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UnitedHealth Exec Embraces Change

Lois Quam says she is leaving for Piper Jaffray because she wants to move beyond healthcare.

OKLAHOMA CITY -- Lois Quam's decision to leave UnitedHealth (UNH) - Get UnitedHealth Group Incorporated (DE) Report for a new career at Piper Jaffray (PJC) - Get Piper Jaffray Companies Report doesn't seem to make much sense -- except, perhaps, to Quam herself.

Over the past 18 years, Quam has played a critical role in transforming UnitedHealth into a heavyweight managed care company that ranks as the largest Medicare player in the country. Thus, when Quam

decided to resign as president of UnitedHealth's huge government division last month, investors immediately asked, "Why?"

By then, however, Quam had already started asking, "Why not?"

In the end, Quam saw a unique opportunity to repeat -- and even expand upon -- the success she had already achieved. As a new managing director at Piper Jaffray, Quam will seek improvements in not only health care but the environment as well.

"This will give me the opportunity to work on what I see as two of the most pressing social challenges we face today," Quam explains. "To be able to do that -- and still be based in Minnesota -- makes me absolutely delighted."

By now, Quam has already forged big changes in the health care arena. She has built a Medicare empire at UnitedHealth, winning over millions of seniors with promises of quality health care coverage. Still, she senses that she could have accomplished even more.

"There is such an opportunity for UnitedHealth in the Medicare space," Quam says. "I could have continued to be engaged in very important and exciting things here for the rest of my career. But I felt motivated to work in a new area in addition to health care."

Some fear that Quam could be running away from massive problems instead. She has spent more than a year weathering the fallout of a huge compensation scandal that cost her longtime boss, UnitedHealth founder William McGuire, his job and her company its good reputation. Her husband, forced to bow out of the race for Minnesota attorney general last year, seemed to pay a steep price as well. Quam, who is politically active herself, could have faced similar backlash if she remained with the company.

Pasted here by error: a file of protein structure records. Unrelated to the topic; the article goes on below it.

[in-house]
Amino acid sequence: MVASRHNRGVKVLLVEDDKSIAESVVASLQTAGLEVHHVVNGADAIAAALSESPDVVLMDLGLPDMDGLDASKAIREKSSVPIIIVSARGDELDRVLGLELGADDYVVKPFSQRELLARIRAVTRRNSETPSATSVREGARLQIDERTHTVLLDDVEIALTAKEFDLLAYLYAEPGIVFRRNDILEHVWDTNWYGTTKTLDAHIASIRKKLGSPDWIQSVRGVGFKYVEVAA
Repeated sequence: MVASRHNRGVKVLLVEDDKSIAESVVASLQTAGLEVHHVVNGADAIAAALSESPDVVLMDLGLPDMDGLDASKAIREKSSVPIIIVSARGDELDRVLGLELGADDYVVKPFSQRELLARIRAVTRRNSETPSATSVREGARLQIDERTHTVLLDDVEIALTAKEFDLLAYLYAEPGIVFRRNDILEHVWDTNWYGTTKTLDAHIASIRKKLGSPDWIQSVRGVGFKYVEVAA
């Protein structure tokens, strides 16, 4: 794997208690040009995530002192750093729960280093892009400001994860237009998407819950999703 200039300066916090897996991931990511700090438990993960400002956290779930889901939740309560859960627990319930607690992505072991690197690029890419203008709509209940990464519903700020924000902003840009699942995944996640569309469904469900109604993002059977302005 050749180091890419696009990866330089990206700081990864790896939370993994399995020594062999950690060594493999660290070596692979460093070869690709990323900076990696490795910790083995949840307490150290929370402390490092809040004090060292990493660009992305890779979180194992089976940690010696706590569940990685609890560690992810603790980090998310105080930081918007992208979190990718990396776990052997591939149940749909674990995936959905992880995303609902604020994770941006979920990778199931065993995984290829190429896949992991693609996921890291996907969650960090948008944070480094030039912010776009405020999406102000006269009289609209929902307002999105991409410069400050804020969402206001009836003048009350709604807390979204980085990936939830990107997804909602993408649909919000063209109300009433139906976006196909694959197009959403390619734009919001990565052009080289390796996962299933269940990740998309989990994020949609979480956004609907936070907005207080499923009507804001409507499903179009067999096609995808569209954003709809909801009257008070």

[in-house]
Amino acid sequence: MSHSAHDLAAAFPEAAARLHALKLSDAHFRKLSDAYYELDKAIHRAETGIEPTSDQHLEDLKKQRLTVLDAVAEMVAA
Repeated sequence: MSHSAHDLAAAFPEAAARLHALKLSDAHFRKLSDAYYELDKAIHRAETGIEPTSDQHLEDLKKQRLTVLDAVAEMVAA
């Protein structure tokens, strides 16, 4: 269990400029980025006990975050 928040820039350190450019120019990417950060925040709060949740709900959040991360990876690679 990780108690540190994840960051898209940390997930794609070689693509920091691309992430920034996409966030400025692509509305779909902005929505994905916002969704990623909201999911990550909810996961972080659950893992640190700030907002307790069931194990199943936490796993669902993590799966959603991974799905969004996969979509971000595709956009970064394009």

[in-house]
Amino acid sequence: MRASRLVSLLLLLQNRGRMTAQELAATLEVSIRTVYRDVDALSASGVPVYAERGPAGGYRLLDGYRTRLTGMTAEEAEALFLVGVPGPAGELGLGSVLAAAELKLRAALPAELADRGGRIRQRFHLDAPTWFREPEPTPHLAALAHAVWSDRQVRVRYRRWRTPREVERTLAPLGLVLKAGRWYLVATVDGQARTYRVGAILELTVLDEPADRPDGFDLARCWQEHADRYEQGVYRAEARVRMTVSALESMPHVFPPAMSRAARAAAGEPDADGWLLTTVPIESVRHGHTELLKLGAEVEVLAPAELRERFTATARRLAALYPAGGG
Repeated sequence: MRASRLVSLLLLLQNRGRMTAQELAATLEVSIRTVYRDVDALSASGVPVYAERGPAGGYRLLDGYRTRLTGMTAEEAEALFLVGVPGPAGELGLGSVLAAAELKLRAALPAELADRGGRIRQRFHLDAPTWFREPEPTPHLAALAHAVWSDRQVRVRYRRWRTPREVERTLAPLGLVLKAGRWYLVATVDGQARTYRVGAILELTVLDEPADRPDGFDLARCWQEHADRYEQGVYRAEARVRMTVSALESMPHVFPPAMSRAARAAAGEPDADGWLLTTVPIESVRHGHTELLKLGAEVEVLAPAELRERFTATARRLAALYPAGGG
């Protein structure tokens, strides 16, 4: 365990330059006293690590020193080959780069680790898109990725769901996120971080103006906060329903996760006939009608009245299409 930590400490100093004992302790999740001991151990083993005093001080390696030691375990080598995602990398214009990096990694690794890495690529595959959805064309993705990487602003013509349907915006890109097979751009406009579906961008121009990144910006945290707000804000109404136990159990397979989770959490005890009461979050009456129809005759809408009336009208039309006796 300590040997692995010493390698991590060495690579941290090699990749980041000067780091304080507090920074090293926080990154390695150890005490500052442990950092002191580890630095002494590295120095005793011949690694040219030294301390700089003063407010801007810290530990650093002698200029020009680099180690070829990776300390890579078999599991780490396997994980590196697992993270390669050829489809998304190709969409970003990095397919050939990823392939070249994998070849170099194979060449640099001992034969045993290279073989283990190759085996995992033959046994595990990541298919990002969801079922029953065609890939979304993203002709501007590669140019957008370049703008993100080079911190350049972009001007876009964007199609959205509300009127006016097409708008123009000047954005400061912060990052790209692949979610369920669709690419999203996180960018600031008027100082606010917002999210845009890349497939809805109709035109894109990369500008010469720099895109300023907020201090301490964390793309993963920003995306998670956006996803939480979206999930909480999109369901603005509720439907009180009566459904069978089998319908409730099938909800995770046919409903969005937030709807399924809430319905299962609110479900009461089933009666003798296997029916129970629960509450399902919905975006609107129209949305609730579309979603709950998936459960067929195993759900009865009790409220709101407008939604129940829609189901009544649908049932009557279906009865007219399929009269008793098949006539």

For her part, however, Quam feels that she has made her motives quite clear.

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"My focus now is on building this new business at Piper," she insists. "I hope that I can achieve the same kind of results there, helping it to grow and diversify, as I have at UnitedHealth."

Quam remembers people questioning her decision to join UnitedHealth -- then a small and challenged company -- nearly two decades ago. Back then, Quam welcomed the chance to enter UnitedHealth on the ground floor and build the company to significant scale. While some would simply choose to rule the empire they had built, Quam likes the idea of starting all over again.

She feels excited about helping the environment, by financing companies in the alternative-energy space, in particular.

"I have become more and more concerned about environmental climate changes," Quam explains. "Over time, it has become clearer and clearer to me that we have a significant opportunity -- and obligation -- to address this problem."

Quam feels similarly passionate about the health insurance crisis. Quam has already spearheaded health care reforms in her home state that have resulted in one of the lowest uninsured rates in the country. But with 47 million Americans lacking health coverage -- and millions more finding that coverage increasingly unaffordable -- Quam sees plenty of work still ahead.

Quam says that "a country this great can absolutely" find a cure, and she hopes to do her part to help.

"It will take (the assistance) of some forward-looking and capable companies," she says. "I will be looking for ways to identify and get capital to those companies. ... It is incumbent on all of us who are leaders in this country to find a way to address the problem of the uninsured."

Even without her direct guidance, Quam sees UnitedHealth playing a big role in that revolution.

"I feel so confident about the people I have recruited over the past many years," she says. "I know the company is in good hands. It has a very strong leadership team and a very bright future.

"I look forward to its success."